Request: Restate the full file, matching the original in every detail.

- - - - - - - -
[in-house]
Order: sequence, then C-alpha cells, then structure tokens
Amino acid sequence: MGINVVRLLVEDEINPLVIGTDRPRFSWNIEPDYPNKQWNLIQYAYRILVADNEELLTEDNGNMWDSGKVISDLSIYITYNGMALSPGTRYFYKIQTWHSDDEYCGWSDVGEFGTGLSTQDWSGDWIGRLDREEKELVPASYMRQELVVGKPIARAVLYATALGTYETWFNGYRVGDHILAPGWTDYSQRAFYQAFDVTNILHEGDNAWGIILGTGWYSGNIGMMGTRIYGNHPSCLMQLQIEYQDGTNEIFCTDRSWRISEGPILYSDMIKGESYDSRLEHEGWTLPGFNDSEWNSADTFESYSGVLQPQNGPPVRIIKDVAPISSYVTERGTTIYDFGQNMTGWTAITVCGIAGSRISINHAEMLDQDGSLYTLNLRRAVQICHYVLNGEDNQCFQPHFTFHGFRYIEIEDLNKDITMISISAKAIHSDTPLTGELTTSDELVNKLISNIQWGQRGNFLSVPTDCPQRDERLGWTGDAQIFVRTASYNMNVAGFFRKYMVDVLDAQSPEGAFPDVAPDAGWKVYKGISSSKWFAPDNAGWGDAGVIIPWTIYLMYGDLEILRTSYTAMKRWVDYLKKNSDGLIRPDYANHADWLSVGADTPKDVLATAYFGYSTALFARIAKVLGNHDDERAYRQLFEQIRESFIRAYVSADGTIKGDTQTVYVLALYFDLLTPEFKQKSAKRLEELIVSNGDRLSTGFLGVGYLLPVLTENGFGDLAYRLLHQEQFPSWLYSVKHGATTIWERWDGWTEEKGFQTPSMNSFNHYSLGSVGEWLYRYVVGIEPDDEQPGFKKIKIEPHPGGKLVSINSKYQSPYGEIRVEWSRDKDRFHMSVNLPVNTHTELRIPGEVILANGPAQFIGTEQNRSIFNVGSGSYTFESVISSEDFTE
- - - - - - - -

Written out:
[in-house]
Order: sequence, then C-alpha cells, then structure tokens
Amino acid sequence: MGINVVRLLVEDEINPLVIGTDRPRFSWNIEPDYPNKQWNLIQYAYRILVADNEELLTEDNGNMWDSGKVISDLSIYITYNGMALSPGTRYFYKIQTWHSDDEYCGWSDVGEFGTGLSTQDWSGDWIGRLDREEKELVPASYMRQELVVGKPIARAVLYATALGTYETWFNGYRVGDHILAPGWTDYSQRAFYQAFDVTNILHEGDNAWGIILGTGWYSGNIGMMGTRIYGNHPSCLMQLQIEYQDGTNEIFCTDRSWRISEGPILYSDMIKGESYDSRLEHEGWTLPGFNDSEWNSADTFESYSGVLQPQNGPPVRIIKDVAPISSYVTERGTTIYDFGQNMTGWTAITVCGIAGSRISINHAEMLDQDGSLYTLNLRRAVQICHYVLNGEDNQCFQPHFTFHGFRYIEIEDLNKDITMISISAKAIHSDTPLTGELTTSDELVNKLISNIQWGQRGNFLSVPTDCPQRDERLGWTGDAQIFVRTASYNMNVAGFFRKYMVDVLDAQSPEGAFPDVAPDAGWKVYKGISSSKWFAPDNAGWGDAGVIIPWTIYLMYGDLEILRTSYTAMKRWVDYLKKNSDGLIRPDYANHADWLSVGADTPKDVLATAYFGYSTALFARIAKVLGNHDDERAYRQLFEQIRESFIRAYVSADGTIKGDTQTVYVLALYFDLLTPEFKQKSAKRLEELIVSNGDRLSTGFLGVGYLLPVLTENGFGDLAYRLLHQEQFPSWLYSVKHGATTIWERWDGWTEEKGFQTPSMNSFNHYSLGSVGEWLYRYVVGIEPDDEQPGFKKIKIEPHPGGKLVSINSKYQSPYGEIRVEWSRDKDRFHMSVNLPVNTHTELRIPGEVILANGPAQFIGTEQNRSIFNVGSGSYTFESVISSEDFTE